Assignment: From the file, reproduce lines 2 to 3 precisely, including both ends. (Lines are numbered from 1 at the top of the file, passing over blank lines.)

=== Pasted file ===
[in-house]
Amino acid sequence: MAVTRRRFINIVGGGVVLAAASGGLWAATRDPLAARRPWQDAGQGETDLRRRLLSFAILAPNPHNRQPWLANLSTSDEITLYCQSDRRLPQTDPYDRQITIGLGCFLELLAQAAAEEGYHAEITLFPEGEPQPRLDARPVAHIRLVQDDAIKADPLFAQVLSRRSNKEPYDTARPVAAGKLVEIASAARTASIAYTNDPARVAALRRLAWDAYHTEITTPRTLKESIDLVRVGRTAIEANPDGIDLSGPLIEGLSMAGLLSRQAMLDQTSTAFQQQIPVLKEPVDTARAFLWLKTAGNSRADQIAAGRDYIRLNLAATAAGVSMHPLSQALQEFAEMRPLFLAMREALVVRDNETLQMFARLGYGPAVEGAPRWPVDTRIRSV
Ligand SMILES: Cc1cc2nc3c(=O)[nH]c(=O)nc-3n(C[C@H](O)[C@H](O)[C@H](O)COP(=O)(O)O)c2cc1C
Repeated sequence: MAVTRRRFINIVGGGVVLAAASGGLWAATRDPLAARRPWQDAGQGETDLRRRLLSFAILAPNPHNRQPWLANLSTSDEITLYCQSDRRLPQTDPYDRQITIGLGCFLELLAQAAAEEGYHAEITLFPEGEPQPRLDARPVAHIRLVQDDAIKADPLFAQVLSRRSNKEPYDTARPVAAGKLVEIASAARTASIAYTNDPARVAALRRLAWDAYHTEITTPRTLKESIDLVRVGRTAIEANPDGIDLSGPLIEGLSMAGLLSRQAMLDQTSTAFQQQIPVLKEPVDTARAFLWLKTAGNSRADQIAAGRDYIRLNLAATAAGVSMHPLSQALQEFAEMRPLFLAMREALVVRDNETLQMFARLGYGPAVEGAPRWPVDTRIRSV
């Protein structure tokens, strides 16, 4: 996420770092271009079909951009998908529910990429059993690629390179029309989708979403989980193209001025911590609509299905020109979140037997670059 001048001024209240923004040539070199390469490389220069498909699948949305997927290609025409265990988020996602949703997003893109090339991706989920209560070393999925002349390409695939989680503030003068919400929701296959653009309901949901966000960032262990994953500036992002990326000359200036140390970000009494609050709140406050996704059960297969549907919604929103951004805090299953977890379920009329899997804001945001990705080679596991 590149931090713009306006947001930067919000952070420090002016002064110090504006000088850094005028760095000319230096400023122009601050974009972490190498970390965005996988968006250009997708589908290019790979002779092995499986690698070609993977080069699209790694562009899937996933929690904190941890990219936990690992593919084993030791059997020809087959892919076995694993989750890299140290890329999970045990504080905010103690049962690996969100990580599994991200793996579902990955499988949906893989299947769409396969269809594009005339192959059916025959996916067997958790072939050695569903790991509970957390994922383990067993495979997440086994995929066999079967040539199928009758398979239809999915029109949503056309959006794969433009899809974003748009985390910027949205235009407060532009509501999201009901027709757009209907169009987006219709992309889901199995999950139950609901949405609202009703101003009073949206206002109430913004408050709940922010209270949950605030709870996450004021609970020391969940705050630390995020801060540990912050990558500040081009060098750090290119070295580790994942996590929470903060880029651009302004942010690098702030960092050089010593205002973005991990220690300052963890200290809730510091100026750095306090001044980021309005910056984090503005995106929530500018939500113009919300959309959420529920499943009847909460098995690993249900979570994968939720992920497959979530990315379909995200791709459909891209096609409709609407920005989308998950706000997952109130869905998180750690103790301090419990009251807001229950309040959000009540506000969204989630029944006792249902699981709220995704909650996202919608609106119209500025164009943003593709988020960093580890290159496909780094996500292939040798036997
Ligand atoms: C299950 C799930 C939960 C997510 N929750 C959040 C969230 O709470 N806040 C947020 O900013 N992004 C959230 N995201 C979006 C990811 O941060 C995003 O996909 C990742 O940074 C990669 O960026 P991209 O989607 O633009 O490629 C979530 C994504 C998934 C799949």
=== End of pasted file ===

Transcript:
Amino acid sequence: MAVTRRRFINIVGGGVVLAAASGGLWAATRDPLAARRPWQDAGQGETDLRRRLLSFAILAPNPHNRQPWLANLSTSDEITLYCQSDRRLPQTDPYDRQITIGLGCFLELLAQAAAEEGYHAEITLFPEGEPQPRLDARPVAHIRLVQDDAIKADPLFAQVLSRRSNKEPYDTARPVAAGKLVEIASAARTASIAYTNDPARVAALRRLAWDAYHTEITTPRTLKESIDLVRVGRTAIEANPDGIDLSGPLIEGLSMAGLLSRQAMLDQTSTAFQQQIPVLKEPVDTARAFLWLKTAGNSRADQIAAGRDYIRLNLAATAAGVSMHPLSQALQEFAEMRPLFLAMREALVVRDNETLQMFARLGYGPAVEGAPRWPVDTRIRSV
Ligand SMILES: Cc1cc2nc3c(=O)[nH]c(=O)nc-3n(C[C@H](O)[C@H](O)[C@H](O)COP(=O)(O)O)c2cc1C